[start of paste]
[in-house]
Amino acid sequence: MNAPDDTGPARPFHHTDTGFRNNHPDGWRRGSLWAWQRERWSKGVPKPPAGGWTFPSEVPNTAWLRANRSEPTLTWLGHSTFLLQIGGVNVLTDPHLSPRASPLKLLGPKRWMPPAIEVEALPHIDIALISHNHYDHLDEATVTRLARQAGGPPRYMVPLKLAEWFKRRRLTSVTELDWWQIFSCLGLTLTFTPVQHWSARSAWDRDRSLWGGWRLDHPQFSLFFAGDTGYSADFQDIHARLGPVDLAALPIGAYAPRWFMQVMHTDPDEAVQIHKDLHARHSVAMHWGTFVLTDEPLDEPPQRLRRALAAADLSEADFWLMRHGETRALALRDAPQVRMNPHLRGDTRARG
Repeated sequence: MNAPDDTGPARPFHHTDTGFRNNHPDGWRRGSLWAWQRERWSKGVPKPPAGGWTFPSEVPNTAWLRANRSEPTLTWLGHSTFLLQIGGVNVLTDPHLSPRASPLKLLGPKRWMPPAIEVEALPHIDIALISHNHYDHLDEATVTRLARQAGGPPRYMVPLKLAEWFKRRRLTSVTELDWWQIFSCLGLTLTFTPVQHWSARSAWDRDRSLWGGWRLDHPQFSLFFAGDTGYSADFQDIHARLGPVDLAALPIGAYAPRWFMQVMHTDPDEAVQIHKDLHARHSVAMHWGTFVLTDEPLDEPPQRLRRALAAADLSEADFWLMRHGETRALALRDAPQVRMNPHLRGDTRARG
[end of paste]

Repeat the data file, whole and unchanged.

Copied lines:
[in-house]
Amino acid sequence: MNAPDDTGPARPFHHTDTGFRNNHPDGWRRGSLWAWQRERWSKGVPKPPAGGWTFPSEVPNTAWLRANRSEPTLTWLGHSTFLLQIGGVNVLTDPHLSPRASPLKLLGPKRWMPPAIEVEALPHIDIALISHNHYDHLDEATVTRLARQAGGPPRYMVPLKLAEWFKRRRLTSVTELDWWQIFSCLGLTLTFTPVQHWSARSAWDRDRSLWGGWRLDHPQFSLFFAGDTGYSADFQDIHARLGPVDLAALPIGAYAPRWFMQVMHTDPDEAVQIHKDLHARHSVAMHWGTFVLTDEPLDEPPQRLRRALAAADLSEADFWLMRHGETRALALRDAPQVRMNPHLRGDTRARG
Repeated sequence: MNAPDDTGPARPFHHTDTGFRNNHPDGWRRGSLWAWQRERWSKGVPKPPAGGWTFPSEVPNTAWLRANRSEPTLTWLGHSTFLLQIGGVNVLTDPHLSPRASPLKLLGPKRWMPPAIEVEALPHIDIALISHNHYDHLDEATVTRLARQAGGPPRYMVPLKLAEWFKRRRLTSVTELDWWQIFSCLGLTLTFTPVQHWSARSAWDRDRSLWGGWRLDHPQFSLFFAGDTGYSADFQDIHARLGPVDLAALPIGAYAPRWFMQVMHTDPDEAVQIHKDLHARHSVAMHWGTFVLTDEPLDEPPQRLRRALAAADLSEADFWLMRHGETRALALRDAPQVRMNPHLRGDTRARG